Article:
Rachel Summers

TK Tour and New Album News

Telekinesis is hitting the North American trails again starting February 18th 2011, three days after his sophomore release of 12 Desperate Straight Lines, if this is the album art above we can already tell it’s going to be stunning and a little ominous.

The ‘bowl has been covering Telekinesis since the beginning and we’ve been twiddling our thumbs in anticipation for this tour since the last time he hit our Minnesota streets in April of 2009.

Check out an interview our friends over at Tandem Magazine got to do with Michael Benjamin Lerner and definitely pre-order your copy now! Or buy his latest EP, Parallel Seismic Conspiracies to quell those wet fears.

Track listing:
1. You Turn Clear In The Sun
2. Please Ask For Help
3. 50 Ways
4. I Cannot Love You
5. Dirty Thing
6. Car Crash
7. Palm Of Your Hand
8. I Got You
9. Fever Chill
10. Country Lane
11. Patterns
12. Gotta Get It Right Now

Telekinesis on tour:
Dec 03 Seattle, WA Triple Door
Dec 04 Portland, OR Mississippi Studios
Feb 18 Bellingham, WA  Jinx Arts Space
Feb 20 Portland, OR  Doug Fir Lounge
Feb 23 San Francisco, CA TBA
Feb 24 Los Angeles, CA  The Echo
Feb 25 San Diego, CA  The Casbah
Feb 26 Tempe, AZ  The Sail Inn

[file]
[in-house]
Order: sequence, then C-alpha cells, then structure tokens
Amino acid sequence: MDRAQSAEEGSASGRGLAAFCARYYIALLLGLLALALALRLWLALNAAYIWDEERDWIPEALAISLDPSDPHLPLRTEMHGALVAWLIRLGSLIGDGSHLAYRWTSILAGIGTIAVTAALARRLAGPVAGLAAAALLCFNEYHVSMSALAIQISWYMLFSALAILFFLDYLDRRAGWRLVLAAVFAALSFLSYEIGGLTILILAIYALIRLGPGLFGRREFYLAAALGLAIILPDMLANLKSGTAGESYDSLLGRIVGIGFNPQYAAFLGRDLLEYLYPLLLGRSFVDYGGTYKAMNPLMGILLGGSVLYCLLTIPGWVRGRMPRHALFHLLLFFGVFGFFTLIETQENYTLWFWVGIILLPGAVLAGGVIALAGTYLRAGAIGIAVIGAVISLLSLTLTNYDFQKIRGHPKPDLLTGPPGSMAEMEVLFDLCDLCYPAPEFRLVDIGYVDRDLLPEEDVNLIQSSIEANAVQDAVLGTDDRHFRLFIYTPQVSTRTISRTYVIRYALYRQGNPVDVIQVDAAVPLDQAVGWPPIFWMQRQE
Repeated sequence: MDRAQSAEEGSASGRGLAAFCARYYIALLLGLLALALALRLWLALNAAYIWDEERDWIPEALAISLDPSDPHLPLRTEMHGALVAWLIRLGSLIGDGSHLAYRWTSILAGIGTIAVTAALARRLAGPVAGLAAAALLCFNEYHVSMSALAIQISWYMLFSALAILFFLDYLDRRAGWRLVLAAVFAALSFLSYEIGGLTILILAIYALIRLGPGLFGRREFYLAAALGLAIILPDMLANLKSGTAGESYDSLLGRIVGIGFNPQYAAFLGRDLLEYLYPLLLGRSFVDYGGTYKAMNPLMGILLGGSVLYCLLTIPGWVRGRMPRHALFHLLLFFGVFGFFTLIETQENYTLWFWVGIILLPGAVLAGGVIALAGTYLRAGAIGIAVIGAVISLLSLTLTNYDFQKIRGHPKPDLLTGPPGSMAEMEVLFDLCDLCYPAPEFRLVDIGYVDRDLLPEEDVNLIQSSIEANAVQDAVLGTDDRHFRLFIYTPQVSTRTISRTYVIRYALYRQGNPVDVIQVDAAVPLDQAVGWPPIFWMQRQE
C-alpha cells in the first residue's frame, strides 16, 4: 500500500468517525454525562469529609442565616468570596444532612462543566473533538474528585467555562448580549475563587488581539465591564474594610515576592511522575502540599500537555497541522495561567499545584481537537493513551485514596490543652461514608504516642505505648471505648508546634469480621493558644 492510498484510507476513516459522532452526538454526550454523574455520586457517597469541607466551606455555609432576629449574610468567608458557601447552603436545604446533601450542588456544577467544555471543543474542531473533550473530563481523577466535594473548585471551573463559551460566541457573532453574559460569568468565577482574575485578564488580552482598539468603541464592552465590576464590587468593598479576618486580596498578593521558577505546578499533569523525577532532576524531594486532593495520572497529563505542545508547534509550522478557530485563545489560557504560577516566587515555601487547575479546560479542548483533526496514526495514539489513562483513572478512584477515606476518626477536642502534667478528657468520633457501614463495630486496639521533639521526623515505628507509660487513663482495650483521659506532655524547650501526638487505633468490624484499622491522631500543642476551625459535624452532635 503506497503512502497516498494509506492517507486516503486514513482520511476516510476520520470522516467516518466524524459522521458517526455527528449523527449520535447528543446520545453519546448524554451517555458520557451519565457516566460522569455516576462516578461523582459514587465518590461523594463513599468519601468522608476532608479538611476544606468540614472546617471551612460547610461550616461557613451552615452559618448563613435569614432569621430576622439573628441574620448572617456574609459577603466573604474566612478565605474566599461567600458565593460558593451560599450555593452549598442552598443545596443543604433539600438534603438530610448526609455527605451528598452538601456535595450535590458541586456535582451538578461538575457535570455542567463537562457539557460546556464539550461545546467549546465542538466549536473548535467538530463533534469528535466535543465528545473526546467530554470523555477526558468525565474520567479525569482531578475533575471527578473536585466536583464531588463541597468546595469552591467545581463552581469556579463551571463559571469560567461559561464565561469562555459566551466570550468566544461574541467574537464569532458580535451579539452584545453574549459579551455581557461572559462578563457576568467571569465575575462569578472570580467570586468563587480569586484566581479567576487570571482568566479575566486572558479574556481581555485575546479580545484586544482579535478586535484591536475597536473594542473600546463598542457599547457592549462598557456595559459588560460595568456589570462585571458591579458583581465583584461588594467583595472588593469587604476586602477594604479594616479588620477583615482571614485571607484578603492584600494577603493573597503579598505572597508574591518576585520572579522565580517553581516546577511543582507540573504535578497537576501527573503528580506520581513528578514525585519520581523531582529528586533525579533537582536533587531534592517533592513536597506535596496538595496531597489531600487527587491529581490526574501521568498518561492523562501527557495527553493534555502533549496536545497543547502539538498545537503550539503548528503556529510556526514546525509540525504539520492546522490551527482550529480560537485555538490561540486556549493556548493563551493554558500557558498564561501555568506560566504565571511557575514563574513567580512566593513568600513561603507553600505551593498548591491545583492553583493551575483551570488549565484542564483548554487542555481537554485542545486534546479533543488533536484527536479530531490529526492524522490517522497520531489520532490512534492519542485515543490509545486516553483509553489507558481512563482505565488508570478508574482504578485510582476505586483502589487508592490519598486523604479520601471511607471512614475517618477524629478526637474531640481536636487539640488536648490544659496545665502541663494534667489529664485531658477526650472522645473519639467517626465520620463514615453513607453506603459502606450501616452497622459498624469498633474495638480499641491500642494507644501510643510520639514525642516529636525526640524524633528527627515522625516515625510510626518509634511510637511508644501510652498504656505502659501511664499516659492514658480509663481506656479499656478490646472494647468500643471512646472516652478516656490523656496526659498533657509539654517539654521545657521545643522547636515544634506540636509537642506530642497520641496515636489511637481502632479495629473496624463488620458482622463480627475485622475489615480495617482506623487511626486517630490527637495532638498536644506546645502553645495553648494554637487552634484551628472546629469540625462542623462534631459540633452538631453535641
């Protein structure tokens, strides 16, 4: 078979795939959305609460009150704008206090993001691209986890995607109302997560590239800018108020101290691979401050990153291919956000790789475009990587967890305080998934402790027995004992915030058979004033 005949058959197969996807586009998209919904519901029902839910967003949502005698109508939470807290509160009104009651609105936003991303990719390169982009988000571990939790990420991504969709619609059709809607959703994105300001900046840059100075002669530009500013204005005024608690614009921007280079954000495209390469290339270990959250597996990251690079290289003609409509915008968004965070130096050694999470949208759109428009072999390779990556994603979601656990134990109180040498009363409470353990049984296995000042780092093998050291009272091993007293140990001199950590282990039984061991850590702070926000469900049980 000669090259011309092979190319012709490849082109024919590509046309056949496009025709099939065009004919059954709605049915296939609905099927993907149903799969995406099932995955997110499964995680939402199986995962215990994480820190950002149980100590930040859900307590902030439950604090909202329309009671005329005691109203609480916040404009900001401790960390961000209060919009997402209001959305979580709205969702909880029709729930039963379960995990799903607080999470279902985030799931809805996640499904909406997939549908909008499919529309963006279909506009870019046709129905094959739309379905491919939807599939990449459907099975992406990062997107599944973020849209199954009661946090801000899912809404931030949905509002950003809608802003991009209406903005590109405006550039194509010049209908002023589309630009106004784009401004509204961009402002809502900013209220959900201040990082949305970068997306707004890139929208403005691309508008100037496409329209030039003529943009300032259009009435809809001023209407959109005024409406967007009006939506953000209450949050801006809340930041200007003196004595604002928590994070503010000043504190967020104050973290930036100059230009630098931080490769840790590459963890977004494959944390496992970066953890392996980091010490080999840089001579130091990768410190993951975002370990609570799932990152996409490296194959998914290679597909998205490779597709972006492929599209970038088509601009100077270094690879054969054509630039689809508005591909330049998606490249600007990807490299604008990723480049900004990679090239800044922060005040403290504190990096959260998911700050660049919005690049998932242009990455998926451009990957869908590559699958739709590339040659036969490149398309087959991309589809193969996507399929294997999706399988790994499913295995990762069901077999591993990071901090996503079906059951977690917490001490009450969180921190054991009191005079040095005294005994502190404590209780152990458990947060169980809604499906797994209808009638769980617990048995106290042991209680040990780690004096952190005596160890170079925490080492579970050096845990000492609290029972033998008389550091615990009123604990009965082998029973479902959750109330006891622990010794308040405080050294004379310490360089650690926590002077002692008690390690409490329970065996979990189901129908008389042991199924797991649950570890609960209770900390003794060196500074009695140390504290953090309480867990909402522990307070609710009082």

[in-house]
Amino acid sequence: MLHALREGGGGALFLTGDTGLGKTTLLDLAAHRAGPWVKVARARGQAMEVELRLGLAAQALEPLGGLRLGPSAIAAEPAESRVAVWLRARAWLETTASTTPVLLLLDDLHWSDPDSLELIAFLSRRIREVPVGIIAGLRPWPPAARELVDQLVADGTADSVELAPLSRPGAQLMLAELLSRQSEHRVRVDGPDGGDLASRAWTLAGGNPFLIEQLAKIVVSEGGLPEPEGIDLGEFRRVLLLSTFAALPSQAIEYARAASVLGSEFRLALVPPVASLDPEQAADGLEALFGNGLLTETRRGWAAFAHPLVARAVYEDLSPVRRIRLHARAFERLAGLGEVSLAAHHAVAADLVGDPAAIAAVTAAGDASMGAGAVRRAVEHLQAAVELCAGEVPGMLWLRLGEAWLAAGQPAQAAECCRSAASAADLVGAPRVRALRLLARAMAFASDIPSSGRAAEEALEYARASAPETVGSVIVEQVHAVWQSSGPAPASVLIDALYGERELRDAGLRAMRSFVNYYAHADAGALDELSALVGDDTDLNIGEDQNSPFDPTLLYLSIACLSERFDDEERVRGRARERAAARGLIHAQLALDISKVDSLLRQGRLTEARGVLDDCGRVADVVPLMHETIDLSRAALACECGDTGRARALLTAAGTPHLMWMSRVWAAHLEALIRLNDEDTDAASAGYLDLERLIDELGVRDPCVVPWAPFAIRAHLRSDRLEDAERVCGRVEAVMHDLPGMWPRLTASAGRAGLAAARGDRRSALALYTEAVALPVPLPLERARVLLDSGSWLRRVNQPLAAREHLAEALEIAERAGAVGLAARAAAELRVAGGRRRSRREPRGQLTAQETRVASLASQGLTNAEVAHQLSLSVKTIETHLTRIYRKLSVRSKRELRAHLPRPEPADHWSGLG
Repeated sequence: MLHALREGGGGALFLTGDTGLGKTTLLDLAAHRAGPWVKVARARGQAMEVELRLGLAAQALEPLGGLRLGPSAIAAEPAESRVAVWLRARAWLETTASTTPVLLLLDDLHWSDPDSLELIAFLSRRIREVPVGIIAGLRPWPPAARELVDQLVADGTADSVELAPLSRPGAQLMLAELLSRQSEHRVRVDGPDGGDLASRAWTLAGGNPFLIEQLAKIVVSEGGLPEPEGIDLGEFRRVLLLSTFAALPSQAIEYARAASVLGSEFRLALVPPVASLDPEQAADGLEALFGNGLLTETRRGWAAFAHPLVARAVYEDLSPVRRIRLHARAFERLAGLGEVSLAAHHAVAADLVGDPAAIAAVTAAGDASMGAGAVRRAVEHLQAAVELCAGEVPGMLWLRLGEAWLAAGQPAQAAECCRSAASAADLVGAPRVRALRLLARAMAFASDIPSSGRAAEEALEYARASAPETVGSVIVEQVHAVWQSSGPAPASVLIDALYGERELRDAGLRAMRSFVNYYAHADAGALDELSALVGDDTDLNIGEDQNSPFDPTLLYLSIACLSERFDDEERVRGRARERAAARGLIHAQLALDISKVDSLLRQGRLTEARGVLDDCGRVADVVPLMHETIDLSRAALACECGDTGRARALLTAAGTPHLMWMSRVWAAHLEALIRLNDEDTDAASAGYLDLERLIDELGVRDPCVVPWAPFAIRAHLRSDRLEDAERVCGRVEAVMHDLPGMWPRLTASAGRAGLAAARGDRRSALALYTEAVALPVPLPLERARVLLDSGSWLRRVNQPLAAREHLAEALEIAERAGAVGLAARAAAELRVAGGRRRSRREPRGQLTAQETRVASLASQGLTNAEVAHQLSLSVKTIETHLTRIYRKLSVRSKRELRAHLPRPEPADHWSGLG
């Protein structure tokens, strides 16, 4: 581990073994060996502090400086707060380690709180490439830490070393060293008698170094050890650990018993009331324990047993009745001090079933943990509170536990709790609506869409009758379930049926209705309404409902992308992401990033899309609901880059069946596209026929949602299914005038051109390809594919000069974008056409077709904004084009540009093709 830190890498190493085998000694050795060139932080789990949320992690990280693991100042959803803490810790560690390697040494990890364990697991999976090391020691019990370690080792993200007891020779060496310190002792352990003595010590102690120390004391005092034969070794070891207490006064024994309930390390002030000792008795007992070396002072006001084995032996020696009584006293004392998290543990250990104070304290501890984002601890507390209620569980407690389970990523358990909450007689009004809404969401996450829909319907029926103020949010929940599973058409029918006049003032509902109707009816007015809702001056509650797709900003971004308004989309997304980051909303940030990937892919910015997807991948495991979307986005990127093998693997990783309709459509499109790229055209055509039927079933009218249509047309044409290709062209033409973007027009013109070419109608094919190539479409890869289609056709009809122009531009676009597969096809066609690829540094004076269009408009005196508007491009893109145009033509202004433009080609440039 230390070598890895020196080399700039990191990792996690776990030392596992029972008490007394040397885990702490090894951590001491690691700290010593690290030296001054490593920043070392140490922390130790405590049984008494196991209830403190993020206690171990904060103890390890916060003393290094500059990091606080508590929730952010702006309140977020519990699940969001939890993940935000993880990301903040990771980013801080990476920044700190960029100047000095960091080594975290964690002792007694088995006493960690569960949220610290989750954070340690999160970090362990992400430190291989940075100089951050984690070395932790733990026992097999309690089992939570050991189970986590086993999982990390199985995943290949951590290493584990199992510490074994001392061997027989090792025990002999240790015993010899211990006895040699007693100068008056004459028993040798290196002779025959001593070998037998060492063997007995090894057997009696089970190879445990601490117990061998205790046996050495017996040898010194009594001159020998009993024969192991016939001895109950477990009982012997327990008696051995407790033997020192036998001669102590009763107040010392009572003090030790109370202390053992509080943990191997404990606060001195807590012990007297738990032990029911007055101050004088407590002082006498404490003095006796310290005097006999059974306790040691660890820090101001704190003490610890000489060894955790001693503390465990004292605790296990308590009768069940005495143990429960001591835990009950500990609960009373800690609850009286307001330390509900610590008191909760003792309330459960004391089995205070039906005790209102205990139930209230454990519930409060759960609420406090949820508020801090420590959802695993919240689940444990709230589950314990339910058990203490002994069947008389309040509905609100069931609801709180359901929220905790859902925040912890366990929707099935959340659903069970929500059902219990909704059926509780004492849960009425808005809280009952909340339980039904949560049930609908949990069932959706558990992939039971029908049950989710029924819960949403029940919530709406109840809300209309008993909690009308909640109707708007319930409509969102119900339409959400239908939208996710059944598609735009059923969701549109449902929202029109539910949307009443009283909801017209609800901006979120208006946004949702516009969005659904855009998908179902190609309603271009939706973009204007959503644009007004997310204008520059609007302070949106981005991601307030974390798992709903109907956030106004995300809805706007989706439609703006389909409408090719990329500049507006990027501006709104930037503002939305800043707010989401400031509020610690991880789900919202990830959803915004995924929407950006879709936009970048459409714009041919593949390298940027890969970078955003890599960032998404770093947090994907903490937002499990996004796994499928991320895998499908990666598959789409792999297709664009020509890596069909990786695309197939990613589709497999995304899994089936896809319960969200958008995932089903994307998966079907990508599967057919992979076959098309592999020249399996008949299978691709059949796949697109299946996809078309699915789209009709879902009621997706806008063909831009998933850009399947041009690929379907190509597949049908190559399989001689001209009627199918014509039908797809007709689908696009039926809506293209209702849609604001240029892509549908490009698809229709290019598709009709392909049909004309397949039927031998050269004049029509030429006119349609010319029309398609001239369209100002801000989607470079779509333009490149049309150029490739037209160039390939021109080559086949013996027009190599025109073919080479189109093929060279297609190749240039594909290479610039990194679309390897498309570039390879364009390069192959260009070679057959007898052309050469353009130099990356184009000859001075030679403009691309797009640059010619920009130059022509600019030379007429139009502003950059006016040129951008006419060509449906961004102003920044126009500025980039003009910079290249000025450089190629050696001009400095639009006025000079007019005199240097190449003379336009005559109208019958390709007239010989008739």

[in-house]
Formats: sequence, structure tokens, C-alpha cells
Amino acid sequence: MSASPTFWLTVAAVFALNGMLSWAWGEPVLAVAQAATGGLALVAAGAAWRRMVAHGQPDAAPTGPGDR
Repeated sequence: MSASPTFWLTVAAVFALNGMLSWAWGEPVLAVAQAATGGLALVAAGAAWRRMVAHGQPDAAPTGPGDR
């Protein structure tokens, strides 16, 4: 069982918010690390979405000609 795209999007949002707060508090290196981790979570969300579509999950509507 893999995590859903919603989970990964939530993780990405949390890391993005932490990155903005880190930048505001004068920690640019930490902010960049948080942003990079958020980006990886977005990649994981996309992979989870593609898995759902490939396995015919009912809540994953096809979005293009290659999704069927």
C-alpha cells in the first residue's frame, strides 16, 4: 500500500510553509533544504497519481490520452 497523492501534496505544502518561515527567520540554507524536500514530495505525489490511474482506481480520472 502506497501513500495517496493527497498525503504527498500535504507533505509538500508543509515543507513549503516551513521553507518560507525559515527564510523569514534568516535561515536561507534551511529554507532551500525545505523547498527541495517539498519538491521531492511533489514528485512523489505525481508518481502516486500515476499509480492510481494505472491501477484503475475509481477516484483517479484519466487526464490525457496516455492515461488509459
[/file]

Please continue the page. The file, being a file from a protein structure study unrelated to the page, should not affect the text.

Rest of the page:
Feb 28 Norman, OK The Opolis
Mar 01 Omaha, NE  Slowdown Jr
Mar 02 Minneapolis, MN  7th St. Entry
Mar 04 Chicago, IL  Schubas
Mar 05 Detroit, MI  Magic Stick
Mar 06 Toronto, ON Horseshoe Tavern
Mar 07 Montreal, QC  Casa Del Popolo
Mar 08 Cambridge, MA  TT the Bear’s Place
Mar 09 New York, NY  Mercury Lounge
Mar 10 Brooklyn, NY The Rock Shop
Mar 11 Philadelphia, PA  Johnny Brenda’s
Mar 12 Washington, DC  The Red Palace
Mar 13 Chapel Hill, NC  Local 506
Mar 14 Atlanta, GA  The Earl
Mar 22 Denver, CO  Hi Dive
Mar 23 Salt Lake City, UT  Kilby Court
Mar 24 Boise, ID  Neurolux
Mar 26 Seattle, WA  The Crocodile
Mar 27 Vancouver, BC  Media Club

Written by Rachel Summers
rachel.dustbowl@gmail.com


Skyway Sessions: The Farewell Circuit

The Dustbowl packed up their equipment and headed to the new Infinitea Teahouse in Uptown. No, we weren’t having an herbal refreshment, we were on site to get going on a long overdue Skyway Session with Minneapolis transplants The Farewell Circuit. Local film director, Matt Cici, first wired us to The Farewell Circuit back in April after using one of their songs in the trailer for his film Lambent Fuse.